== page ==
Sea ice is frozen sea water that waxes and wanes in response to the cooling and
warming of the Arctic throughout the year. The ice pack reaches its greatest extent
at the end of the winter, during March, and its lowest point at the end of the
summer, usually in mid-September. This point is known as the sea ice minimum.
Since the early 1970s scientists have been using satellites to monitor the amount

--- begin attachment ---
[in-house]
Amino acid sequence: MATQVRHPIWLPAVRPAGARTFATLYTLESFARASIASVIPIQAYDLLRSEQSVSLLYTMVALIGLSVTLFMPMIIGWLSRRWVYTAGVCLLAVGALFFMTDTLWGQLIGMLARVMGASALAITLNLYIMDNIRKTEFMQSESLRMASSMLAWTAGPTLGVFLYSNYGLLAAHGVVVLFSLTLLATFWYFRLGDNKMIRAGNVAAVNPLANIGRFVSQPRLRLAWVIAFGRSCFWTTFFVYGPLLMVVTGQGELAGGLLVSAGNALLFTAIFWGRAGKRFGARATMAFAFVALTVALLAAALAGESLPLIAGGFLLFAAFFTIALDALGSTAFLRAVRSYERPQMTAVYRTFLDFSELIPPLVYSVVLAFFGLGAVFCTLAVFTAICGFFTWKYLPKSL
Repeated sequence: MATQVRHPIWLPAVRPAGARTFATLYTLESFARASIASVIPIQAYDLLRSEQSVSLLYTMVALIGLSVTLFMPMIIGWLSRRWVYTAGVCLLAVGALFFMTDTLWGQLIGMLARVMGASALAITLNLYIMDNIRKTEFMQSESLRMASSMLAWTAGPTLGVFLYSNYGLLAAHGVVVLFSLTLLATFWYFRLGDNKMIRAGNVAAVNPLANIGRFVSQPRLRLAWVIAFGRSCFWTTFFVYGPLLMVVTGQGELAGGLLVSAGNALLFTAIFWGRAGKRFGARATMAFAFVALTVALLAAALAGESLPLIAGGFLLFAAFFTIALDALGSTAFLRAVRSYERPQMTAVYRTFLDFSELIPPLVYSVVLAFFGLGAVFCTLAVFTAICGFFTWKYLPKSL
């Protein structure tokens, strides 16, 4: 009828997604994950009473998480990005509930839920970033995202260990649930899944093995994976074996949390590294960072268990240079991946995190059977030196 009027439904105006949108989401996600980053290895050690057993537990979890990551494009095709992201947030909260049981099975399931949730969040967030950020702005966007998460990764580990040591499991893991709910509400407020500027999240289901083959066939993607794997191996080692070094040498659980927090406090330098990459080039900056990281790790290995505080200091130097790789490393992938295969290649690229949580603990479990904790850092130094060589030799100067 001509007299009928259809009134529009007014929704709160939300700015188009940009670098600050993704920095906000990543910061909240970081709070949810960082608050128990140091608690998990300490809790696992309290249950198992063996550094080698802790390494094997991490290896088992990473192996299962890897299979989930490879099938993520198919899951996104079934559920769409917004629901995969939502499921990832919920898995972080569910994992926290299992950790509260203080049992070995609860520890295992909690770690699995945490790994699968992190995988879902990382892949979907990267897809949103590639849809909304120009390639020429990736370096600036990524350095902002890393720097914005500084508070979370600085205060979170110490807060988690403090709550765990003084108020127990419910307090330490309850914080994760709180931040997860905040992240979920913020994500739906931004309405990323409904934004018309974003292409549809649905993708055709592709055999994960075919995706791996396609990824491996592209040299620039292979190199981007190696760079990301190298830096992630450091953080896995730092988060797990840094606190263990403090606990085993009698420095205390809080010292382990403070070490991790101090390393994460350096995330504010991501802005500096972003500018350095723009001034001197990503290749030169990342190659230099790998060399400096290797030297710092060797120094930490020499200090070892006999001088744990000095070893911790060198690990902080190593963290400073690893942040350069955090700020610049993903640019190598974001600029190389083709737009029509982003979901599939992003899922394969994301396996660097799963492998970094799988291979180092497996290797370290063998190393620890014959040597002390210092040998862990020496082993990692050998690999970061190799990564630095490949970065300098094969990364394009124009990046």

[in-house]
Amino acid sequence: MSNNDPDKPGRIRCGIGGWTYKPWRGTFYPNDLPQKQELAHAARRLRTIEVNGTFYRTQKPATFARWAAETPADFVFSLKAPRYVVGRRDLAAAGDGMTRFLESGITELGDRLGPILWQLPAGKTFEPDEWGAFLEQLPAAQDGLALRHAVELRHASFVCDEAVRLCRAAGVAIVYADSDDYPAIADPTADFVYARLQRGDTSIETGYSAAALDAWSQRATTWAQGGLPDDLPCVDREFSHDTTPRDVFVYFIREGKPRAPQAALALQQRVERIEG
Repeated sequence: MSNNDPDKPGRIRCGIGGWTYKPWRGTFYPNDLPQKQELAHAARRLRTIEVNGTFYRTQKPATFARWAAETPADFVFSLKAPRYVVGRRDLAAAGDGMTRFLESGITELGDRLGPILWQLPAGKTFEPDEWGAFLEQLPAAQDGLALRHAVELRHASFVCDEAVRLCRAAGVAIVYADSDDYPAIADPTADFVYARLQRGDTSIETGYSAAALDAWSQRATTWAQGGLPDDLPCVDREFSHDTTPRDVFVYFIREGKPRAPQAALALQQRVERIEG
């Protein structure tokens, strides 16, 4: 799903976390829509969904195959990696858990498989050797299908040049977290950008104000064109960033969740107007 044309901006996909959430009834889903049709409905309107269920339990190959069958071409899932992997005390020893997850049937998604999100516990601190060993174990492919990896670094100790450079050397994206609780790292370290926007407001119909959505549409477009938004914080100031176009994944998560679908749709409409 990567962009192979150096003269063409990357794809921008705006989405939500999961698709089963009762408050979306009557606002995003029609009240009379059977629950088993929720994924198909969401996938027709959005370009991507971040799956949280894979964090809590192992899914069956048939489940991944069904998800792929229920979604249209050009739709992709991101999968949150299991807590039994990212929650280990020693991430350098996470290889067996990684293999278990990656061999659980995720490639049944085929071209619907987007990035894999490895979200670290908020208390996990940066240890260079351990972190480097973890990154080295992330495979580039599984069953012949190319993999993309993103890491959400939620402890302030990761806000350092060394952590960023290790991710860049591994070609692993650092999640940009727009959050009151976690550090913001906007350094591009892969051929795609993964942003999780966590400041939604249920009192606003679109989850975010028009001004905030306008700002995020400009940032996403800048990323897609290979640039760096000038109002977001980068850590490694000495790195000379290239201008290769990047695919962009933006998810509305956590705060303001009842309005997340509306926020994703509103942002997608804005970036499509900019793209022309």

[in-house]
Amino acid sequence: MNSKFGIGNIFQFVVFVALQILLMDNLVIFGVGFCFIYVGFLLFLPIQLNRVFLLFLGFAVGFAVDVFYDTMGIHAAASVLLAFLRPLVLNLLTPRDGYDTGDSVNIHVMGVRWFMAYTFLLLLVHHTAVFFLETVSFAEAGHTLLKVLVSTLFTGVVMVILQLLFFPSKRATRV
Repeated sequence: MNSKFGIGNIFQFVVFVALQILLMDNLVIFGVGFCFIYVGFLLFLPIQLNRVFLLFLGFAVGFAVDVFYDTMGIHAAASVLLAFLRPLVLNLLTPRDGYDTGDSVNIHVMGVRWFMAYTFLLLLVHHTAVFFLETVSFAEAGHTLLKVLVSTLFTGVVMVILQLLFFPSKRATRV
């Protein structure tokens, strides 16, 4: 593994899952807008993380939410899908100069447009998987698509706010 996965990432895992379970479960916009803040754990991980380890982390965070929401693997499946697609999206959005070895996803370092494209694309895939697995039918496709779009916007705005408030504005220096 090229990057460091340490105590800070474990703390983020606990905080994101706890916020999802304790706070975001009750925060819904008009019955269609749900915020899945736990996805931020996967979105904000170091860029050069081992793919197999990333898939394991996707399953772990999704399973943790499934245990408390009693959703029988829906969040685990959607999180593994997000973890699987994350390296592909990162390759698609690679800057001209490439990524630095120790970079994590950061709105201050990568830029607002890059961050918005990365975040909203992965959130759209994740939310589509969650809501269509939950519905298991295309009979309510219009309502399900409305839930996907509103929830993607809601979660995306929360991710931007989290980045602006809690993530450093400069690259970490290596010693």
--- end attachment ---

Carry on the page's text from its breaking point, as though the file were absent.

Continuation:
of Arctic sea ice present throughout the year. Data suggests that during this period
the amount of sea ice in the Arctic has decreased by around 3% every ten years but,
worryingly, they have discovered that the rate of melting has increased significantly
in recent years.
The lowest ever sea ice minimum was in 2007, when the Arctic covered 4.13 million square kilometres on September 16th. The 2011 minimum was the second lowest on record and scientists are now suggesting that the extent of summer sea ice in 2012 could reach a new low.